Regional films vie for Bollywood crown
Films in India’s regional languages are growing rapidly in popularity among wider audiences at a time when Bollywood’s Hindi-language films are failing to perform at the box office.
Movies being made in Marathi, the local language of Maharashtra state, of which Mumbai is the largest city, and Telugu and Tamil, languages from India’s southern states, are gaining more widespread appeal in the country and are generating a higher revenue and market share.
While the term Bollywood is often considered synonymous with Indian cinema, strictly speaking, it refers to Hindi and Urdu films.
“Strong regional content seemed to have gained acceptance even among the non-native language speaking audience, improving the share of regional films in the overall revenue pie,” KPMG says.
“This may be an indicator of consumers looking beyond Bollywood for their entertainment.”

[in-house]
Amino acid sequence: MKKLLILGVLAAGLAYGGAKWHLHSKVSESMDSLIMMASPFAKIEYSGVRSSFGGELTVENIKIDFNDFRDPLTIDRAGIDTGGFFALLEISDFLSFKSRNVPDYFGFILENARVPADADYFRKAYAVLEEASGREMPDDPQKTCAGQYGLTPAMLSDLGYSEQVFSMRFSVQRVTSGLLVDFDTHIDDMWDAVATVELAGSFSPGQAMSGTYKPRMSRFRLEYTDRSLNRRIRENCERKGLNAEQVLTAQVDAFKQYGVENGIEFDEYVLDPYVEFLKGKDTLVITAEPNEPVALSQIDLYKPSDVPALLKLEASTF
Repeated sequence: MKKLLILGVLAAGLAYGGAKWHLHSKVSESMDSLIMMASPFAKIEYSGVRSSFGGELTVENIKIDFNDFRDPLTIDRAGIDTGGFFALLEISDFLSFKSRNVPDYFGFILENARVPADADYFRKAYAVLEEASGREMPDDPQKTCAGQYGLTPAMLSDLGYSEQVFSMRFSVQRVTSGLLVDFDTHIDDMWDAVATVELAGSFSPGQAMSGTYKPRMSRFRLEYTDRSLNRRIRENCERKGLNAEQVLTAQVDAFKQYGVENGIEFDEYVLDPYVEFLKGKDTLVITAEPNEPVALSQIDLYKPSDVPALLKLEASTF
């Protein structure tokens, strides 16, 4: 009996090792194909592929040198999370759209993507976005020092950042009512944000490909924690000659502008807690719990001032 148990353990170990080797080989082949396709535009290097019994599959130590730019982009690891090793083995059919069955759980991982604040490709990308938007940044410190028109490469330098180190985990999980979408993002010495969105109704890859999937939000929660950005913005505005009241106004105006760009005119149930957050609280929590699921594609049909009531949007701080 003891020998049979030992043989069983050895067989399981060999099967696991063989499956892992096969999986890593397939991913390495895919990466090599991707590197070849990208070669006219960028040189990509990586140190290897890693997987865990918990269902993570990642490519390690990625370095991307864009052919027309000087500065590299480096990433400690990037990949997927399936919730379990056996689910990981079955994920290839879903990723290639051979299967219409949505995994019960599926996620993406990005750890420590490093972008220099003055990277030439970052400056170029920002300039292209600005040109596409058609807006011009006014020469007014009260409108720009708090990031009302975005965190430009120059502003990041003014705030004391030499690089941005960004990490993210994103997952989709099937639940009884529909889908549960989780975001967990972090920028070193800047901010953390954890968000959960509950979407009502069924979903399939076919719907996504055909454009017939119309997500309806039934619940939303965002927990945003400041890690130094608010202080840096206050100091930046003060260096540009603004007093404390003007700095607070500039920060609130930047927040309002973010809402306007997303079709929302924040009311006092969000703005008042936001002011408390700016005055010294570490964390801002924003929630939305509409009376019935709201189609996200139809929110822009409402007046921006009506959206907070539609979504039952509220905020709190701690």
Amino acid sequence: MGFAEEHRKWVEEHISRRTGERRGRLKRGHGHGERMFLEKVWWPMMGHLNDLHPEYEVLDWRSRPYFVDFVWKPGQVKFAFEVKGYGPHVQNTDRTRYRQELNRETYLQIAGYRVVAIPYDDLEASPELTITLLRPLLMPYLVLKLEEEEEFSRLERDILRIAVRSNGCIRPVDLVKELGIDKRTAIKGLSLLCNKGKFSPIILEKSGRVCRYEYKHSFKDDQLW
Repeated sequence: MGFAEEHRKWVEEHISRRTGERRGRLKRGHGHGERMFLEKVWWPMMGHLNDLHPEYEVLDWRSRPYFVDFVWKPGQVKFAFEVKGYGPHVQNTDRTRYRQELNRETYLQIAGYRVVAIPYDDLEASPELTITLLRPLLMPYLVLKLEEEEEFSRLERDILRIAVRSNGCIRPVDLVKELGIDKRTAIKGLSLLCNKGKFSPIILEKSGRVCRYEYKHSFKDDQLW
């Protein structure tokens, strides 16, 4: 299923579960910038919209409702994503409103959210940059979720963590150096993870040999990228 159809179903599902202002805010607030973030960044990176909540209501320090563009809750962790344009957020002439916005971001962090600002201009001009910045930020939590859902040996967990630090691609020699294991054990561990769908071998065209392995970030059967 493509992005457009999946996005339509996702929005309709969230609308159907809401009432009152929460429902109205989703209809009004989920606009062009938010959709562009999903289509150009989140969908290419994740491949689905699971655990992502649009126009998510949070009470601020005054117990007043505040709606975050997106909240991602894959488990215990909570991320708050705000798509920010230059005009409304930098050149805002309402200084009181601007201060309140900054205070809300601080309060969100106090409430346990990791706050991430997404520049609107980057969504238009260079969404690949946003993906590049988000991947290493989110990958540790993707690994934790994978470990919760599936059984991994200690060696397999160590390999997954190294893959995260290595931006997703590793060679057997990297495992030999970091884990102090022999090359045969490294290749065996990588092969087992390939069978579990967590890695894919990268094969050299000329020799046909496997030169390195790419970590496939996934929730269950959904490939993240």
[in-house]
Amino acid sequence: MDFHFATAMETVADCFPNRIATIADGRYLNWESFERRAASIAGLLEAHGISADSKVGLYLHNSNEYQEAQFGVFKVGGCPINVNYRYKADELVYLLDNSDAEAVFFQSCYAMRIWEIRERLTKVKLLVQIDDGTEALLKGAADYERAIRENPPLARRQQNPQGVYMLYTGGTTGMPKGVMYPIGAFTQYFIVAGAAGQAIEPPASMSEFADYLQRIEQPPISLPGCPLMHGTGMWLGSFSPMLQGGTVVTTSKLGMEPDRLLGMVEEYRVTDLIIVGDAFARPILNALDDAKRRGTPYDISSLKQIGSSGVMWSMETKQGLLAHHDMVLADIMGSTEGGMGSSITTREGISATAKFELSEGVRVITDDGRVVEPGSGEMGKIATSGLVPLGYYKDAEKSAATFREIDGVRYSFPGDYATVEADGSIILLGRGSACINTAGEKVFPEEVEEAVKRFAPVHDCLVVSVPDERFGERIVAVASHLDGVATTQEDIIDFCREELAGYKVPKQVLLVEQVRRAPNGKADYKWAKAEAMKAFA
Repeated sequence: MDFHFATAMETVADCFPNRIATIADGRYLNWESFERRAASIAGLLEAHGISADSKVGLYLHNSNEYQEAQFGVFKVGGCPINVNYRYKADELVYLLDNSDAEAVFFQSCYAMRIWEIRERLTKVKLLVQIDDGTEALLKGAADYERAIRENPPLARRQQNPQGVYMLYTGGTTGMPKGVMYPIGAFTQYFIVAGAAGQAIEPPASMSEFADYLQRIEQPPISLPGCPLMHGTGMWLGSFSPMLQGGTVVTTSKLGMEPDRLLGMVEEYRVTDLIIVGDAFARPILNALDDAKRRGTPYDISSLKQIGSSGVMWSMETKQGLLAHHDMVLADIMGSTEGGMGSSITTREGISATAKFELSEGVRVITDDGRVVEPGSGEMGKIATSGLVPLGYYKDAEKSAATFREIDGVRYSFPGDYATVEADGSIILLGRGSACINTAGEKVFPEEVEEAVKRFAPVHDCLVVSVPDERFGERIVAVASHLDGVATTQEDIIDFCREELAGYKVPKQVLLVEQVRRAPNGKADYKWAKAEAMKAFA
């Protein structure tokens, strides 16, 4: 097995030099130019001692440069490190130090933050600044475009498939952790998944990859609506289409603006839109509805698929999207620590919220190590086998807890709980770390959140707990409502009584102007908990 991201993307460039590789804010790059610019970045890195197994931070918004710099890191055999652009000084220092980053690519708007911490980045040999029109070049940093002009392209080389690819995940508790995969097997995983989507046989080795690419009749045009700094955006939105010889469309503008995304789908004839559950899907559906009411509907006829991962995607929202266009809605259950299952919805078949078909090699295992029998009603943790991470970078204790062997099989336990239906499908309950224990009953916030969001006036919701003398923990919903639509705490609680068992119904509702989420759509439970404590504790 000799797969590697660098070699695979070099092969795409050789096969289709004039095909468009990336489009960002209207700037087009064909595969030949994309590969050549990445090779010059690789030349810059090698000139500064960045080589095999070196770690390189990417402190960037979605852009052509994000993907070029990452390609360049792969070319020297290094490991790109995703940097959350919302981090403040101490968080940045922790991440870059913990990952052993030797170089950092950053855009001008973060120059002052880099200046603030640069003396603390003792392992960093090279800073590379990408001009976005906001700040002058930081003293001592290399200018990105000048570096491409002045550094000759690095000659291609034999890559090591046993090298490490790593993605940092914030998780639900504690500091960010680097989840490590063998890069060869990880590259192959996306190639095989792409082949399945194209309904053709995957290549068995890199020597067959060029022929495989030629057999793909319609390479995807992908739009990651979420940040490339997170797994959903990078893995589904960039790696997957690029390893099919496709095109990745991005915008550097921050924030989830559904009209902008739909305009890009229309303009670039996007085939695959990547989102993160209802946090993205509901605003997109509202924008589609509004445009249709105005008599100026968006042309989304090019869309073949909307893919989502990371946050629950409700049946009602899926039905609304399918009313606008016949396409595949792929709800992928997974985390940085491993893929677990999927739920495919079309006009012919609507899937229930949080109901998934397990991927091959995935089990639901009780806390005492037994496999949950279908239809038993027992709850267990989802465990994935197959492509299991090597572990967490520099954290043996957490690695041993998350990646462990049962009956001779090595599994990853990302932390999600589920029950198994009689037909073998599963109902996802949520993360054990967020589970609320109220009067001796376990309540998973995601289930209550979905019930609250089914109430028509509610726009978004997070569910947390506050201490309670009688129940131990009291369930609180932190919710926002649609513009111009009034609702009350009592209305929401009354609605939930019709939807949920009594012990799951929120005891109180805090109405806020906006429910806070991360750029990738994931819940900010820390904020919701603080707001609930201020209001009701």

Income from Hollywood and regional films drove the overall film revenue in India last year over 2014, while Bollywood remained flat, according to KPMG.
“Regional films contributed up to 30 per cent in revenue at some national multiplexes during the second and third quarter last year,” it says.
“It is expected that the cinema in southern India, especially Tamil and Telugu, shall soon surpass Bollywood in terms of the share of box office collections by language.”
The Telugu cinema industry is known as Tollywood, while the Tamil film industry is often referred to as Kollywood because Kodambakkam, a neighbourhood in Chennai in Tamil Nadu state, is this film industry’s centre.
This year, the Marathi romance Sairat was a huge hit, outperforming many big Bollywood productions to become the first Marathi film to earn more than 1 billion rupees. A Telugu action film, Baahubali: The Beginning, released last year, grossed more than 6bn rupees.
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